Courses taught at EMH represent the content needed for all or most juniors in high school. Course material will be adequately covered for students preparing to take standard tests for college admission. Course credits will be transferred and assessed in the same way as students’ other courses. Click here to learn more about transferring credits.
Research shows that active learning increases retention. Students learn more when they are engaged in hands-on, real-life activities that require them to think critically and explore connections between what they are learning and real-world experience. EMH seeks to provide students with rigorous academic learning that is also holistic and integrative. We believe that education should not be separated into isolated categories but should involve the whole person: mind, body and soul.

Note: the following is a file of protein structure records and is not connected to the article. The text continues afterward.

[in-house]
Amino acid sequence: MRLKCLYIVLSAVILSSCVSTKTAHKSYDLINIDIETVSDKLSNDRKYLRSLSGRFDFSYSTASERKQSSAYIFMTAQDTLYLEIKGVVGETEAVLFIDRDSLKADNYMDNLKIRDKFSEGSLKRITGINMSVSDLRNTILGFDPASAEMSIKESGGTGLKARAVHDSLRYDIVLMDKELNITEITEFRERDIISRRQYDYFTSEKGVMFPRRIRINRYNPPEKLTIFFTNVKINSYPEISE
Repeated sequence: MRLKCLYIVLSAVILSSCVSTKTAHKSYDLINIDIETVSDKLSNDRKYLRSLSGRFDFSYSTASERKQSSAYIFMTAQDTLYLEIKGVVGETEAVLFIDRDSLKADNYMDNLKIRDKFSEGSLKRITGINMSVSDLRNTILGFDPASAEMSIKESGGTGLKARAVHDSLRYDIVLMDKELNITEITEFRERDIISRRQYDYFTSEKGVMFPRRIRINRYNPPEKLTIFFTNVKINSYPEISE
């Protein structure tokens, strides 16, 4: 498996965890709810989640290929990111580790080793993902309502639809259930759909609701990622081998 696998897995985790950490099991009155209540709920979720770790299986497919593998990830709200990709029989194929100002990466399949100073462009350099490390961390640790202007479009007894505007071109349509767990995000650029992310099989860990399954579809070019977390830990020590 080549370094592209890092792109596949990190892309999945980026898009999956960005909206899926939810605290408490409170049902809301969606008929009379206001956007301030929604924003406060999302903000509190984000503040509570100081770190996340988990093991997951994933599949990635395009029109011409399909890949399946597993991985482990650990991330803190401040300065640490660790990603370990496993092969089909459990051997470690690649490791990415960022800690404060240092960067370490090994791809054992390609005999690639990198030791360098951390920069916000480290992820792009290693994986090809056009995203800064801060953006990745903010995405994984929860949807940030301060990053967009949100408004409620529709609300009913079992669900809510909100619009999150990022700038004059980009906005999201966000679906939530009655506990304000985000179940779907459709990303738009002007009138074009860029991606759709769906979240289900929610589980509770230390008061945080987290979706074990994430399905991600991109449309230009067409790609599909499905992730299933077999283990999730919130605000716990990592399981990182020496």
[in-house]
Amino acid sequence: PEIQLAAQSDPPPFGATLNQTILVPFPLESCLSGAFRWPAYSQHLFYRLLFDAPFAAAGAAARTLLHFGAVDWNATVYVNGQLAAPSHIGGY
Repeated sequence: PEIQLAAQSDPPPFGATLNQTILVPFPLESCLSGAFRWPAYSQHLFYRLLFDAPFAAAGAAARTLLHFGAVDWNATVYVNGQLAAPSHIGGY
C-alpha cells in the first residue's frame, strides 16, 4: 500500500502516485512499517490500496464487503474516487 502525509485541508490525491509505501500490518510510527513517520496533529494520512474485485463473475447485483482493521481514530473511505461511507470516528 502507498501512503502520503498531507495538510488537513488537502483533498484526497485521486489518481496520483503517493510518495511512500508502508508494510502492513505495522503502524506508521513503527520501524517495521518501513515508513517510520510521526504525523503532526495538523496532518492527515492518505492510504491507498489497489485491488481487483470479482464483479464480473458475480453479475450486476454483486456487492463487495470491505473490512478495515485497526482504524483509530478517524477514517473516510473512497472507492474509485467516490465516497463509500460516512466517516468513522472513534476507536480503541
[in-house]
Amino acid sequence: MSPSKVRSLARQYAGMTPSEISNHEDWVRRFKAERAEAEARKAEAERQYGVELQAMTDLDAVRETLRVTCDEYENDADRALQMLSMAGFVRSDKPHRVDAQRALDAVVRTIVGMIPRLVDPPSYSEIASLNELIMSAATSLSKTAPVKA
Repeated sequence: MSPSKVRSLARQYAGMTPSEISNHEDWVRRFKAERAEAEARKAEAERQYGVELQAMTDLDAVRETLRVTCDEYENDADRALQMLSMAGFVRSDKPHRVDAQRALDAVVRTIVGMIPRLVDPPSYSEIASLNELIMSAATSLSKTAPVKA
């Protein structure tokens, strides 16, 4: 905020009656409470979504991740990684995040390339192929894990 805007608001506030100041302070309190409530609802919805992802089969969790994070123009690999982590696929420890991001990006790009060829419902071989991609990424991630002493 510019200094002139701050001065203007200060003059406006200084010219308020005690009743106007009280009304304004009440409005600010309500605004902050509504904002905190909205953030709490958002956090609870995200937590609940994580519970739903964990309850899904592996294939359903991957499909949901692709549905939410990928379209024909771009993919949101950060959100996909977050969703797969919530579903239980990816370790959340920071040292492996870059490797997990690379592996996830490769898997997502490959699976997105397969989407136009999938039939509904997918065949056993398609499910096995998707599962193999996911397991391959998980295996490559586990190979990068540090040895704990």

Many parents are concerned that the trips will interrupt or hinder the learning that happens in the classroom. Our teachers plan class with the trips in mind. Students take much of their work with them on the trail, and in many cases the trips connect the coursework with the experience, allowing the students to deepen their knowledge and make real-life applications. Teachers often accompany students on the trail, allowing the opportunity for dynamic discussion.
We believe that students’ learning is enhanced and deepened by their experiences in the outdoors. Trips and academics are connected in purposeful, deliberate ways, creating learning opportunities that the traditional classroom alone cannot provide. Furthermore, we believe that our emphasis on discipleship and spiritual community helps students to grow and mature as children of God and servants of His Kingdom, building leaders prepared to take Christ’s message to the world. Go here for more information on specific curriculum and courses offered.
And Jesus kept increasing in wisdom and stature, and
in favor with God and men.
- Luke 2:52
“That which ought and can best be taught inside the classroom should there be taught, and that which can best be learned through experience dealing directly with native
materials and real life situations outside the school should there be learned.”
- Julian Smith